Lepidochelys olivacea

Scientific Name:-
Lepidochelys olivacea

Common Name:-
Olive Ridley / Pacific Ridley

Malayalam Name:-
Olive Ridley Kadalama

Sea turtles

Vulnerable A2bd ver 3.1 (IUCN Redlist); Appendix I of CITES (Convention on International Trade in Endangered Species of Wild Fauna and Flora); and listed in Convention on Migratory Species (CMS).


The name of the olive ridley originates from the olive colour of the adult’s carapace. Its head is small and triangular with two pairs of prefrontal scales. The smooth carapace has 6 or more lateral scutes (scales) and is nearly circular. Adults are dark grey green, while hatchlings are black when wet with greenish sides. Olive ridley is the smallest of all the sea turtle species (length of the carapaces is approximately 65 cm and reaches up to 50 kg.). Both the front and rear flippers have one, or sometimes two visible claws. Rarely an extra claw is present on the front flippers. Track marks are about 70 -80 cm wide, are light and have asymmetrical, oblique marks that are made by forelimbs. The tail drag mark is usually absent or usually remain inconspicuous. Their large and powerful jaws are adapted to their diet of mostly on shrimp and crabs, molluscs, tunicates and fish. individual Olive Ridleys may nest one or two times per season, with approximately 100–110 eggs per clutch, which require 52 to 58 days incubation period. Nesting takes place individually or in groups (arribadas). The nesting in Kerala occurs individually in beaches, especially in Northern Kerala (November-January months). In contrast to other sea turtle species, the reproductive cycle is nearly annual (over 60% of turtles nest every year.


Poaching for meat and eggs; habitat destruction, particularly sand mining in estuaries (in Kerala), coastal development projects; incidental capture in commercial fisheries are main concerns for the survival of this species.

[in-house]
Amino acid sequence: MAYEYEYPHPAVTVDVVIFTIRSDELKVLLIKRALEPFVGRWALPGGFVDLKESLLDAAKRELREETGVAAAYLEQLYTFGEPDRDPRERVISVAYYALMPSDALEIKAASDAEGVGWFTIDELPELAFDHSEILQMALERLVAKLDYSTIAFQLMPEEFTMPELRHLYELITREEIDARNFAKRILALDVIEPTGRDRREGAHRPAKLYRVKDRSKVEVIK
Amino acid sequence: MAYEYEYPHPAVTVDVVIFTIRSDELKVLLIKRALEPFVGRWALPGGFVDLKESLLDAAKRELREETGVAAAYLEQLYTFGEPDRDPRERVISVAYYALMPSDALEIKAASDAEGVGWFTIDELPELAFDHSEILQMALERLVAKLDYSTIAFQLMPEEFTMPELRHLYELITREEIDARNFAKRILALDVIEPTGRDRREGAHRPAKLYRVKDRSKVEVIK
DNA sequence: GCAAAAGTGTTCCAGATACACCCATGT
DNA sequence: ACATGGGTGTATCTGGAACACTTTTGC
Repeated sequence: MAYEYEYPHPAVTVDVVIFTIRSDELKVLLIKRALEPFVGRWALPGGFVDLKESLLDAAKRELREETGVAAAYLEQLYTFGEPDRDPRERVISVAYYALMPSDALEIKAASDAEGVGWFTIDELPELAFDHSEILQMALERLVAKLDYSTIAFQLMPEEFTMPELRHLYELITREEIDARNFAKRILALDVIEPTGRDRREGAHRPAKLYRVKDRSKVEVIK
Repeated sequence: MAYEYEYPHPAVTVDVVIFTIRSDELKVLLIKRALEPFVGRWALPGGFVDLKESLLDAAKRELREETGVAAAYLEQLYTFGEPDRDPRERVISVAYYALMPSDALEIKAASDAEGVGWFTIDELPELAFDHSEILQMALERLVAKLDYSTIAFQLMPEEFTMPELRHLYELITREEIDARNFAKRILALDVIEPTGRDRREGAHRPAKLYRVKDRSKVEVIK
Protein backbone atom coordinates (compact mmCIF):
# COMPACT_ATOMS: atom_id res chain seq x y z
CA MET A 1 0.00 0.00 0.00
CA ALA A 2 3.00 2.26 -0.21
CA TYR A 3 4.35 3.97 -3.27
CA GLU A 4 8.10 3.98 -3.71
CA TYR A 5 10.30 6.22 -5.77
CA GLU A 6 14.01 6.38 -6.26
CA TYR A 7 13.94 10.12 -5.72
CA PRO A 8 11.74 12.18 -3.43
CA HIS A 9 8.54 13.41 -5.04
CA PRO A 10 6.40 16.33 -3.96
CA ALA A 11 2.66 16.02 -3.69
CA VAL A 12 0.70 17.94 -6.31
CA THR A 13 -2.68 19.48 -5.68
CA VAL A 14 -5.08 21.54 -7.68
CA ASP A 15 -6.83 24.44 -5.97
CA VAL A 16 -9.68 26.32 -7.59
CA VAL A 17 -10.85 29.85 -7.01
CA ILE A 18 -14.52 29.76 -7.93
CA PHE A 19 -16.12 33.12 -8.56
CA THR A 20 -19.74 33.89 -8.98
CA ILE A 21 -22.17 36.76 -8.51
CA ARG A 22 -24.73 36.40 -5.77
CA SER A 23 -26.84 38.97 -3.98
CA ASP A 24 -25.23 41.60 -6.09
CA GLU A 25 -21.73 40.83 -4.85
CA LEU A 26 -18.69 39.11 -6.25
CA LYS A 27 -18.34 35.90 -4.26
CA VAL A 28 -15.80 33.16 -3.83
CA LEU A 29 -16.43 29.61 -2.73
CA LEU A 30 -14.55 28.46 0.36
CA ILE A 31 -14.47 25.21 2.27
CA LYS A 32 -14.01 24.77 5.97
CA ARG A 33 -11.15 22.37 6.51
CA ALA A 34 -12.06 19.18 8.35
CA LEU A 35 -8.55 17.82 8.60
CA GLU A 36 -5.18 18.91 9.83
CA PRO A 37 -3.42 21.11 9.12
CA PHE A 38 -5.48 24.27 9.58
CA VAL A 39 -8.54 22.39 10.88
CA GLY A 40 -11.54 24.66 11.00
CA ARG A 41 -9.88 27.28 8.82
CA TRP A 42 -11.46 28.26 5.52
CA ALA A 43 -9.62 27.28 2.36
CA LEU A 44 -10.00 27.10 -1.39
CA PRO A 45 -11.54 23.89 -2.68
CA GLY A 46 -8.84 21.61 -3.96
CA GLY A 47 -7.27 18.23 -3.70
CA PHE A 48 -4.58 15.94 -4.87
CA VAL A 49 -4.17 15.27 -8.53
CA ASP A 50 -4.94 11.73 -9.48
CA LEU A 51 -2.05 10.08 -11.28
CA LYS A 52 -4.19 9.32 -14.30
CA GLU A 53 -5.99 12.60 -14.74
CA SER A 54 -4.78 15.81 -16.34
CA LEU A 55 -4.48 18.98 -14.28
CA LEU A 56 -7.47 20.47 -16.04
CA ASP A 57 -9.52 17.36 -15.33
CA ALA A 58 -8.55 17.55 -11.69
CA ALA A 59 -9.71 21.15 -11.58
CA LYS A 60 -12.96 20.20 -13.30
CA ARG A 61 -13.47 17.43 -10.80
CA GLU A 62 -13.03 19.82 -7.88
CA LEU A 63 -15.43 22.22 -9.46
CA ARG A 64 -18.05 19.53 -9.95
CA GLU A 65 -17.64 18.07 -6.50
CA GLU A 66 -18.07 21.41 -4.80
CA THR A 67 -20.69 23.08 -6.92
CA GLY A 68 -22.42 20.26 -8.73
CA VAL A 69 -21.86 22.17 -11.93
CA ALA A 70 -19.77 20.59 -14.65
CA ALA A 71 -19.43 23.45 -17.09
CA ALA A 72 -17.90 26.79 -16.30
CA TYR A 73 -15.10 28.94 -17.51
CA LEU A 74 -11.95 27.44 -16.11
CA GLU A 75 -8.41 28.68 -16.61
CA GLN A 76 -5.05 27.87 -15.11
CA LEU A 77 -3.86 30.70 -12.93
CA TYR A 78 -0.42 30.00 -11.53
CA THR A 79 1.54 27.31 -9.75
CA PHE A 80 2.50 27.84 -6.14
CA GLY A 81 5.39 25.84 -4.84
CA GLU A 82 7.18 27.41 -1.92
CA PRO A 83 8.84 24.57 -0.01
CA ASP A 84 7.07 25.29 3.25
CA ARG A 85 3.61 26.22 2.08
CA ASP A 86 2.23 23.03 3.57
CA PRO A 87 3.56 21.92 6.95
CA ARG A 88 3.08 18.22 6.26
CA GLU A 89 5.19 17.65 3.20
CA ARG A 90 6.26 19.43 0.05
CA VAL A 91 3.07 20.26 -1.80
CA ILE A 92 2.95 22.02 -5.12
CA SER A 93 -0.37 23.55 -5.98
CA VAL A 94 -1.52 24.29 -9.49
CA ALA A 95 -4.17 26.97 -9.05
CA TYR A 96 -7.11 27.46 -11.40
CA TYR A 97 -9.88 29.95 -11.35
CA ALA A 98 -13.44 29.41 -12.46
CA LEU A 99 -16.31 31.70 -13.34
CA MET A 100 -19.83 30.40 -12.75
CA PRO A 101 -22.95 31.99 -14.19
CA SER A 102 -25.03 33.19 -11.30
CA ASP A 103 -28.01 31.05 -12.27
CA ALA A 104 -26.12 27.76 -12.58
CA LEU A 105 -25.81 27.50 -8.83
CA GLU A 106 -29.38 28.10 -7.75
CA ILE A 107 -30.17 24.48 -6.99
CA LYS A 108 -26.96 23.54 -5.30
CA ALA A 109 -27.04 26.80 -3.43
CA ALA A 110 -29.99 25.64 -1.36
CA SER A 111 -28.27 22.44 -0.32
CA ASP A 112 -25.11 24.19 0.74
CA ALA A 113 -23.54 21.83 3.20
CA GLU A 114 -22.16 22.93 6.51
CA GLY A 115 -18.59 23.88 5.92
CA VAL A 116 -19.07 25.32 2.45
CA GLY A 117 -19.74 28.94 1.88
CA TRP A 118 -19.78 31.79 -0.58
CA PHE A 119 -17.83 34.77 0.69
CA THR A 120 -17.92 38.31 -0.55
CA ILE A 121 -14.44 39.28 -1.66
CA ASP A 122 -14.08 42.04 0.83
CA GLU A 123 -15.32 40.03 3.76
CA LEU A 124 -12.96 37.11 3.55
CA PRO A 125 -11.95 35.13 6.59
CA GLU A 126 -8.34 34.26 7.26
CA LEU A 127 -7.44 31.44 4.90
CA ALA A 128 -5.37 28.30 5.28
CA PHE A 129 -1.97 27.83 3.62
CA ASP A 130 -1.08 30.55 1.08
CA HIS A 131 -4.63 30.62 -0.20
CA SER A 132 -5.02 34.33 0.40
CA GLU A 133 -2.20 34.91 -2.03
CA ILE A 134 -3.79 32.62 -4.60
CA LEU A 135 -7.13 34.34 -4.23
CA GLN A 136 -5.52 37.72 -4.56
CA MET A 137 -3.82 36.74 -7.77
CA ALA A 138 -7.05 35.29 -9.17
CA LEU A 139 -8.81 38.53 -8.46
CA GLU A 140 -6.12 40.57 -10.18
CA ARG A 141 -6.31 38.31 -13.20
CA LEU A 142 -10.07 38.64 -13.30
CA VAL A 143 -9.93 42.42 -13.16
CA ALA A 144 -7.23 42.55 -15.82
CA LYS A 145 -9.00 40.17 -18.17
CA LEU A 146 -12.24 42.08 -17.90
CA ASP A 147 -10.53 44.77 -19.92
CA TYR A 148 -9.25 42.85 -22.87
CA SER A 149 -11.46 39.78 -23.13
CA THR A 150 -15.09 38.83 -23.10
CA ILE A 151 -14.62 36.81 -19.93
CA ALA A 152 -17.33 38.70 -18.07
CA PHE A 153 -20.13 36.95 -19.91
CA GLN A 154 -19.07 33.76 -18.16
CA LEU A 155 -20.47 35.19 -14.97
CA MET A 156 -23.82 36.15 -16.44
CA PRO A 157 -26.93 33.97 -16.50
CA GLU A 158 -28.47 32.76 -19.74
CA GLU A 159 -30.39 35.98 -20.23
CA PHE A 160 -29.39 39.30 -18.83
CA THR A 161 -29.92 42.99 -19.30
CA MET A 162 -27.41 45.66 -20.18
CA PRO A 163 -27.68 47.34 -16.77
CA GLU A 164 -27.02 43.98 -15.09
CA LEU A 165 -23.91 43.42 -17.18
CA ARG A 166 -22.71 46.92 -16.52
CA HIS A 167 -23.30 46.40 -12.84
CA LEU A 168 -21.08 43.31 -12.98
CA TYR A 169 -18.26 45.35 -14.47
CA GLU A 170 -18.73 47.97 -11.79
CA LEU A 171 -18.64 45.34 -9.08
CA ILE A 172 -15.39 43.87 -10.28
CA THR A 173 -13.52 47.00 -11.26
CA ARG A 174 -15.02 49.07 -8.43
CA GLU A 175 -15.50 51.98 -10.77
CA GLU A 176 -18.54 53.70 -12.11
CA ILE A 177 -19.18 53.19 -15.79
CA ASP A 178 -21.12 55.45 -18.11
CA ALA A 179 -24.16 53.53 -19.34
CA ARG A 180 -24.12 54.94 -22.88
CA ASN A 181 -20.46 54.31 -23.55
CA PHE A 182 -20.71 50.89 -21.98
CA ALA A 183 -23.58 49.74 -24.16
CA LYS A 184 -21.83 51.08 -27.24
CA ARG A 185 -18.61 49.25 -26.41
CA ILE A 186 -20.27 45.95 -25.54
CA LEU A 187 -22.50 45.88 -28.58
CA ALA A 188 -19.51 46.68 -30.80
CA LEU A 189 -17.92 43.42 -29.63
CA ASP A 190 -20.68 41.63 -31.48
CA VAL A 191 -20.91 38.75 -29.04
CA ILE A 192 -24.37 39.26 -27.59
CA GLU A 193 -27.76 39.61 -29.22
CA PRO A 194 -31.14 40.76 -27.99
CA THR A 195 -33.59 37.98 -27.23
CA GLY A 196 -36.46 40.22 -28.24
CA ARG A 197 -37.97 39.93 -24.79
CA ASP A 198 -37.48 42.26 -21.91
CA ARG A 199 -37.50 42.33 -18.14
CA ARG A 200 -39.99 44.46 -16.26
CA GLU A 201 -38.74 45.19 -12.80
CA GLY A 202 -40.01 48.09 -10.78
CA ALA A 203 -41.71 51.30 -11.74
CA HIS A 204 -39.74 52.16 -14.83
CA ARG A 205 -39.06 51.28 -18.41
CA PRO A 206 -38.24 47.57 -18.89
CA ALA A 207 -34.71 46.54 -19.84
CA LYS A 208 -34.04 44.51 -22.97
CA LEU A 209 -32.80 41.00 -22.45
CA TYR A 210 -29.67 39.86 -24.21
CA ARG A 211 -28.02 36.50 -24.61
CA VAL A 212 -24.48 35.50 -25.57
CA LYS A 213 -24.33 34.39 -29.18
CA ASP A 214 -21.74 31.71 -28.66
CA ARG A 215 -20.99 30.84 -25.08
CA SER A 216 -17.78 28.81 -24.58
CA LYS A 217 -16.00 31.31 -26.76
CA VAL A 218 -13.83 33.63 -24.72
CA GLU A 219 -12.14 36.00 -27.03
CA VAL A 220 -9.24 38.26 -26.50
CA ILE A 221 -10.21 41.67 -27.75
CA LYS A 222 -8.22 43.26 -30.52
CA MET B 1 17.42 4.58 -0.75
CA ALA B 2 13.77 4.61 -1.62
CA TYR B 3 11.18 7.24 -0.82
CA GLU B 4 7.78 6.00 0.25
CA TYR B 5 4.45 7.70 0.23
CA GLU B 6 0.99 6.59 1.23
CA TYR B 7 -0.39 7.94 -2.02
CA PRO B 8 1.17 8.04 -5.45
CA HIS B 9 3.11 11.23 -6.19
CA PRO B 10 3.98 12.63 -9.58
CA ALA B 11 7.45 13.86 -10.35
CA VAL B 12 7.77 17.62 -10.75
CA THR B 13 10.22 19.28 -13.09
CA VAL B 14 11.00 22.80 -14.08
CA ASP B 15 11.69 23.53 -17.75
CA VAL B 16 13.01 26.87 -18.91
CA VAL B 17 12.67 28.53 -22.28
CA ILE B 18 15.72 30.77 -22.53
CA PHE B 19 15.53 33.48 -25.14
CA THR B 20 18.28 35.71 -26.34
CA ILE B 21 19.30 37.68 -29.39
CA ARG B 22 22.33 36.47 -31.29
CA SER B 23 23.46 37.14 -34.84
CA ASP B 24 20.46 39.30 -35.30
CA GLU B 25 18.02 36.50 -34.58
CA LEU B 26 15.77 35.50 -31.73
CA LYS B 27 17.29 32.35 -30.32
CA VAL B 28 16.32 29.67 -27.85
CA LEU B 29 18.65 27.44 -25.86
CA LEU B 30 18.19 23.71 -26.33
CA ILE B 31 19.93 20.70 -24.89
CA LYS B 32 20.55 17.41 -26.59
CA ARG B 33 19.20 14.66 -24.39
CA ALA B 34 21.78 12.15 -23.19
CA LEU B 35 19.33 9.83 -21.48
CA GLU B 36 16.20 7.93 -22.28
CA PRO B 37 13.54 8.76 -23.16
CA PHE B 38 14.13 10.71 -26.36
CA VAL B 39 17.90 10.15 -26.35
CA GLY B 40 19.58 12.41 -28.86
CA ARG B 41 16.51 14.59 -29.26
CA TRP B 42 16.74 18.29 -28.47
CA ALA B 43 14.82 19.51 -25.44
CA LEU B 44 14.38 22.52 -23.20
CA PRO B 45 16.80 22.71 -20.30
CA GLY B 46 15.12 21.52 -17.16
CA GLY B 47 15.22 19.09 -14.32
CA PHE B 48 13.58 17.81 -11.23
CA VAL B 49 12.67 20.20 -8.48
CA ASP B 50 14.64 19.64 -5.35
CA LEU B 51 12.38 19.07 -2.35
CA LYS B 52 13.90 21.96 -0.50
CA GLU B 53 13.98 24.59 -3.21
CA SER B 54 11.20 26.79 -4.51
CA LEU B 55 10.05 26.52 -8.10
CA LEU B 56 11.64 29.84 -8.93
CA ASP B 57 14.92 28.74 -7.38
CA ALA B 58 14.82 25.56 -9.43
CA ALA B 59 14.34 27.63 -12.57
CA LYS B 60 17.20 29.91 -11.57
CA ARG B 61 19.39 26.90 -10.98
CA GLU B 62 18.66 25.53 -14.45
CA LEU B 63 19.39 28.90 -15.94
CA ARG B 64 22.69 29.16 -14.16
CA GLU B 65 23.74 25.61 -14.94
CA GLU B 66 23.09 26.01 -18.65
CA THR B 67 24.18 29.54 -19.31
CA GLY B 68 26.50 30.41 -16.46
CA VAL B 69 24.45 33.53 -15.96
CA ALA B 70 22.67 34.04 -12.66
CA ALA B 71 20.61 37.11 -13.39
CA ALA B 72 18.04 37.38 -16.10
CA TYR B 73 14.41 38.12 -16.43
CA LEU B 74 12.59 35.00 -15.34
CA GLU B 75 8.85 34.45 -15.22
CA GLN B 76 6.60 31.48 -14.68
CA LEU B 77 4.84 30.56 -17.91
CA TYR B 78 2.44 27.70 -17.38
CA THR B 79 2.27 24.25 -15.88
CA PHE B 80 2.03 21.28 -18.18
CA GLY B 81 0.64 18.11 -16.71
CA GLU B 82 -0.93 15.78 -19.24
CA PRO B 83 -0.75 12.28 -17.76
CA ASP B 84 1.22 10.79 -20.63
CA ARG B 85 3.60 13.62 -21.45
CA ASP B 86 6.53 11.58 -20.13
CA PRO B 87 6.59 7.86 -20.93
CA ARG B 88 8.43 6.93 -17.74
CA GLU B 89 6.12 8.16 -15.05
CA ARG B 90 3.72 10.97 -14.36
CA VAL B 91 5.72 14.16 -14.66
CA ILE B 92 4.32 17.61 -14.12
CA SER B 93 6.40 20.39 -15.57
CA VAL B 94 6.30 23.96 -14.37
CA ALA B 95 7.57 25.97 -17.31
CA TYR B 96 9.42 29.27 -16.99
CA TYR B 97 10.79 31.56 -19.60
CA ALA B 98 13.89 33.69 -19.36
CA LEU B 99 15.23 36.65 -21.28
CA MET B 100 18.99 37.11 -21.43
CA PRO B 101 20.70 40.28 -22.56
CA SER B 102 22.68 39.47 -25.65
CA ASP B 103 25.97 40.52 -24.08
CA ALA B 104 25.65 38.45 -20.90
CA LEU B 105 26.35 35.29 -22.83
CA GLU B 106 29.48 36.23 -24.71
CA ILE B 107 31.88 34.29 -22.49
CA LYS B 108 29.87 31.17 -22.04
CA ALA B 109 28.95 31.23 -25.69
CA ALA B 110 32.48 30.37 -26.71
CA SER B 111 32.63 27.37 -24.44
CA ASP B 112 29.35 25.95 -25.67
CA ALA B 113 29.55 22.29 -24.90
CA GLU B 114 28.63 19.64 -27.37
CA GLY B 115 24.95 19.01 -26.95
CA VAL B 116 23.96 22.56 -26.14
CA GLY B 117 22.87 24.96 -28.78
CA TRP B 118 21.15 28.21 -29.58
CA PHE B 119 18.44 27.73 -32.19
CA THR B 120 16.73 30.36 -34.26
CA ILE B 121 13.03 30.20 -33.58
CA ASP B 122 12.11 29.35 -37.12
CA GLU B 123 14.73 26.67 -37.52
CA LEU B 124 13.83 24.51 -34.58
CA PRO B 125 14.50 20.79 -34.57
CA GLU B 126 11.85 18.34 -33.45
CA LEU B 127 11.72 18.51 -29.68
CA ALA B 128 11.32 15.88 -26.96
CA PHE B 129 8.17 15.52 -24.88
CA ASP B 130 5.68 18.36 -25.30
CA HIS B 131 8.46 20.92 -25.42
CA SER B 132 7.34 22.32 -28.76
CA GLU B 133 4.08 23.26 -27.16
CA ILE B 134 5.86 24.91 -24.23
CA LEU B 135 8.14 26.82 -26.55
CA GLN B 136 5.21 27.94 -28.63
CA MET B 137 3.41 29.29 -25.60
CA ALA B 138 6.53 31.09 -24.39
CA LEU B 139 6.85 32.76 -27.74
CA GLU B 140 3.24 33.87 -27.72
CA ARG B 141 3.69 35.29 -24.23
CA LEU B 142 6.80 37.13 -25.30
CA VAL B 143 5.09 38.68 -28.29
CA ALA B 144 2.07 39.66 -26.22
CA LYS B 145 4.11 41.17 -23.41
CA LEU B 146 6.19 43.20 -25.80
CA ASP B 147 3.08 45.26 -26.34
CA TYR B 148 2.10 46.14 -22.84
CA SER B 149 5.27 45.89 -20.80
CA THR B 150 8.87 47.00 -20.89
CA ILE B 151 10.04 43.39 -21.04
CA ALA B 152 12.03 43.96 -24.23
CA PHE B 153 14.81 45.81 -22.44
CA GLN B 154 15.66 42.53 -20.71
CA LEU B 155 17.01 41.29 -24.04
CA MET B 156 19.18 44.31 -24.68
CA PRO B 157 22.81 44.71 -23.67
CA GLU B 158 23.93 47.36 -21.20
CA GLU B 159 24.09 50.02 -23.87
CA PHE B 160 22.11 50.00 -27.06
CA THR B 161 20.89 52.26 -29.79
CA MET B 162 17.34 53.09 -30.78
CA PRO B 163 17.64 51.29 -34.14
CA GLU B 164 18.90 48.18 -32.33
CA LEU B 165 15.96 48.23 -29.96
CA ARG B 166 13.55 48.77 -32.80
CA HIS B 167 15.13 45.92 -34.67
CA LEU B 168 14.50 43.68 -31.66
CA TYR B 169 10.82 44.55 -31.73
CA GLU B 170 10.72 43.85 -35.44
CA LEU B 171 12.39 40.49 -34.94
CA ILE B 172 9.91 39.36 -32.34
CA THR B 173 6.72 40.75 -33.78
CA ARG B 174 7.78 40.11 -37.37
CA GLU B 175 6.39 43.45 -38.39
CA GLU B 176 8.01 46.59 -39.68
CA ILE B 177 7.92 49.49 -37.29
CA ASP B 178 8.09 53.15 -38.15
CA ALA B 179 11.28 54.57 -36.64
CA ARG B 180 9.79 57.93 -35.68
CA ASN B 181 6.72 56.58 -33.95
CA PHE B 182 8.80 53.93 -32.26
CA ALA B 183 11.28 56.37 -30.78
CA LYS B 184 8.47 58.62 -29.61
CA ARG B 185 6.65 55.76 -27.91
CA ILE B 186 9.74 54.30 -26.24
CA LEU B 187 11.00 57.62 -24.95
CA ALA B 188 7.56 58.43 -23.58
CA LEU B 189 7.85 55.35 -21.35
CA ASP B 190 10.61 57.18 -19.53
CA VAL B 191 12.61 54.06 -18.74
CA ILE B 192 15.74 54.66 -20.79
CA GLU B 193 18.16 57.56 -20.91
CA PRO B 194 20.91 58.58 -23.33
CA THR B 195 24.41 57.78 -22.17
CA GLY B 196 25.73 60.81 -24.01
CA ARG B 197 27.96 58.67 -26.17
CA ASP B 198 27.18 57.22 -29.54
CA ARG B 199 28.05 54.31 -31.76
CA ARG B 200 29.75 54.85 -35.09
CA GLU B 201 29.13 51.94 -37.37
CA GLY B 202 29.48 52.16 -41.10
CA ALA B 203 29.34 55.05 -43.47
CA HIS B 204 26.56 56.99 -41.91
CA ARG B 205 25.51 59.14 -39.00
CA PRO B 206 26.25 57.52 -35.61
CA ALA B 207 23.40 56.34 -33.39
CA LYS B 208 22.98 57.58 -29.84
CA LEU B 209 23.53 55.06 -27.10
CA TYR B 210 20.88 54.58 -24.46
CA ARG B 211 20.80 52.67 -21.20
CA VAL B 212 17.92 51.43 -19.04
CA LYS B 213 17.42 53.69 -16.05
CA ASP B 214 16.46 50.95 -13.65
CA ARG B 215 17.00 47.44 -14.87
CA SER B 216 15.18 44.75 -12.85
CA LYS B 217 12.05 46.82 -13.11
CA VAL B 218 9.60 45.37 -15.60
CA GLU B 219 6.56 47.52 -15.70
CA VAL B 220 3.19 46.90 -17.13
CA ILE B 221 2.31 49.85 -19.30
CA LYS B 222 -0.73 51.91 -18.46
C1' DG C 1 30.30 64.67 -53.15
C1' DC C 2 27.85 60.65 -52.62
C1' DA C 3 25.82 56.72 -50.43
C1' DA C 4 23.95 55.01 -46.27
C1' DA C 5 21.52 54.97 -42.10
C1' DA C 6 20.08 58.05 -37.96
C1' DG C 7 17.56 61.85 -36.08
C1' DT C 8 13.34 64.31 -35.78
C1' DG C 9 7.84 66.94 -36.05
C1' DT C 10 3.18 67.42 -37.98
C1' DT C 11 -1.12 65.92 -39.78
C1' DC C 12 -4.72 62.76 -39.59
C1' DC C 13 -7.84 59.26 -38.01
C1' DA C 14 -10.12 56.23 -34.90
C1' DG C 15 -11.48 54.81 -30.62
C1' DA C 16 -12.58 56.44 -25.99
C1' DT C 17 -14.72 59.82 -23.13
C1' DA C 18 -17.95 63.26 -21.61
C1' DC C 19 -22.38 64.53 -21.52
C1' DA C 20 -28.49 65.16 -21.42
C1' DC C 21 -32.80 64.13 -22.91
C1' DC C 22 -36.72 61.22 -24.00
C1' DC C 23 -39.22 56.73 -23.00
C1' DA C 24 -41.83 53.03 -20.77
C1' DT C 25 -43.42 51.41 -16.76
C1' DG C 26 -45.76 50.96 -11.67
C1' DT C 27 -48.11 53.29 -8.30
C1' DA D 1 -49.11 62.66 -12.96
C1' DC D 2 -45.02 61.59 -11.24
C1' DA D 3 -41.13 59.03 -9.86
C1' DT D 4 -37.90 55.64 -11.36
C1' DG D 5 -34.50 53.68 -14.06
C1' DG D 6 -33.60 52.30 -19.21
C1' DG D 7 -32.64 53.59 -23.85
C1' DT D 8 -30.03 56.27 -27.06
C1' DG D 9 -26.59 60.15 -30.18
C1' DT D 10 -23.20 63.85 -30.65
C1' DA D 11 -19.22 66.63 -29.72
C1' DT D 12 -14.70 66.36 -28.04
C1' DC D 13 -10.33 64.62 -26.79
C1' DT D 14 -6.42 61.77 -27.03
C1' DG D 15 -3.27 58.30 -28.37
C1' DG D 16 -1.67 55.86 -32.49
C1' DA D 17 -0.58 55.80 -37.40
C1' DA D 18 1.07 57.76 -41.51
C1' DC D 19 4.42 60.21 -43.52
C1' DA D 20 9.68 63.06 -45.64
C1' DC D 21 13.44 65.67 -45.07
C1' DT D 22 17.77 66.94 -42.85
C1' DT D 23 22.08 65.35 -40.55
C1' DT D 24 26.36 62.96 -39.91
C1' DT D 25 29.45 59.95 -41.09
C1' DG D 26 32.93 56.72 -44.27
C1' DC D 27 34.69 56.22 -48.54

Olive ridleys are known for their arribadas or synchronised mass nesting during which time tens of thousands of female ridleys come ashore to nest in the span of a few days. As a result, millions of hatchlings will finally emerge from the nest during night and return to the sea. The largest arribadas in the world exists in Gahirmata (Orissa) in India. They often come back to the same place for nesting after a long stay towards maturity at the sea.


Olive ridleys are found throughout the tropical waters of the Pacific, Indian and southern Atlantic Ocean. In India they are generally found in coastal waters (rarely entering estuaries), but can be very oceanic over some parts of its range. They typically forage off shore in surface waters or dive to depths of 150 m to feed on bottom dwelling crustaceans. Like most other sea turtles, Olive Ridleys display a complex life cycle, which requires a range of geographically separated localities and multiple habitats. Females lay their nests on coastal sandy beaches from which hatchlings emerge and enter the marine environment to continue their development. They remain in a pelagic phase, drifting passively with major currents that disperse far from their natal sites, with juveniles sharing some of the adults’ habitats until sexual maturity is reached. Reproductively active males and females migrate toward coastal zones and concentrate near nesting beaches. Their post-breeding migrations are complex, with pathways varying annually.


Testudo mydas Linnaeus, 1758; Chelonia olivacea Eschscholtz, 1829


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Sea turtles of India. 2011. A comprehensive field guide to research, monitoring and conservation (Compilers. S. Shenoy, T. Berlie and K. Shanker). Dakshin Foundation, Bangalore and Madras Crocodile Bank Trust, Mamallapuram, India. 148pp.

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